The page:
Richard Elliott Shined at World Masters

Richard Elliott. Those who religiously played in the U.S. Nationals in the late ‘90s and early years of this century, know Elliott as a mainstay in the finals of the over-30 and -35 year after year. More often than not, he won. But it wasn’t only his presence in those championship matches that drew crowds. It was his beautifully efficient racquet work and movement around the court, forever in control of the ball and his opponents. There were people who would show up at his matches just to watch him—they weren’t actually playing in the tournament.

In 2003 at Trinity, we found out Elliott was human when he ran into some old guy playing down an age group but with even more game than Elliott. That guy was Brett Martin who thought he was doing players a favor by not playing in the over-40s.

Elliott played two more Nationals after that (Seattle and Harvard, respectively) where he got back to his winning ways by rolling along in the 35+.

Though a sarcastic show of triumph at the time (he had just scored a point against Brett Martin in the 2003 U.S. Championships), this is a very familiar scene from Elliott who has won several National titles.

Though a sarcastic show of triumph at the time (he had just scored a point against Brett Martin in the 2003 U.S. Championships), this is a very familiar scene from Elliott who has won several National titles.

But then he disappeared from the U.S. Championships. Though he has continued teaching the game he loves so much at the Pacific Club south of San Francisco, where he’s been for the past nine years, Elliott turned to a new form of competition—triathlons. “I got a little burned out a couple of years ago, which is when I started doing the triathlons,” recalls Elliott. “I was doing international distances—a mile swim, a 40K bike and 10K run. Manageable distances, but being burned out from squash I still wanted a reason to train. It’s a lot of fun, but to go to the next level, like half Ironmans, it’s a lot of training and I wouldn’t have been able to do my job.”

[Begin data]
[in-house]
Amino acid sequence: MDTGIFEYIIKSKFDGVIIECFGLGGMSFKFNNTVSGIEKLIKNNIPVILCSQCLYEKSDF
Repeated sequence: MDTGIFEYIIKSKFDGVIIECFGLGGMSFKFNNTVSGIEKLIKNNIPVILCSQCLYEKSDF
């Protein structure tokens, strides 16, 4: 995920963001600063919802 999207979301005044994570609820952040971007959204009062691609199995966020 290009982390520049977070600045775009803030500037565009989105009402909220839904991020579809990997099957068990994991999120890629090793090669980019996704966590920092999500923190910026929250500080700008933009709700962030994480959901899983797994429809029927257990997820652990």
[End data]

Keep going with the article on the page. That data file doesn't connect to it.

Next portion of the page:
After two years of biking, swimming and running, Elliott got the itch to get back to competitive squash. But instead of working his way back to becoming nationally competitive in the US, Elliott aimed higher—the World Masters in Christchurch, New Zealand, last October.

Barely missing a beat, Elliott won a nail-biter in the semifinals of the over-40s despite dropping the first two games to the No. 2 seed, 9-1 and 9-3. In the final, Elliott jumped out to a 2-1 lead but faltered in the last two games, 9-0 and 9-2.

“I did a lot of training for New Zealand,” said Elliott. “Although it was disappointing to lose, it was nice to get in a lot of track work and match practice, and it was good because I did well when I was there.”

When interviewed for this story, Elliott said he hasn’t played a single competitive match since that final. “I got injured after the final,” said Elliott, “I had fluid on my knee, and it’s been four months since I’ve played anybody at my level. It feels good now. It was just an inflamed bursa. But I’ve not played because I have to be able to teach—it’s my livelihood. But I do miss playing.”

As a result of his knee problem, he’s not expecting to play in the U.S. Championships this year. “I don’t think I’ll be ready by March,” said Elliott. “If I’m going to go, I want to be able to do myself justice.” But, he is hoping to be ready for the U.S. Skill Level Championships in April.

Squash has been a major part of Elliott’s life since he was a kid in Essex County, England. Two of his peers included Jon Perry (the teaching pro at the Decathlon Club in the Bay Area for nine years) and Mark Allen (who was at the Bay Club in San Francisco until a year ago). “It’s funny, we all lived within a 40 mile radius in England, we all moved 5,000 miles, and still lived within a 40 mile radius,” Elliott laughed. “It’s such a great game. The relationships you make; I’ve got friends all over the world.”

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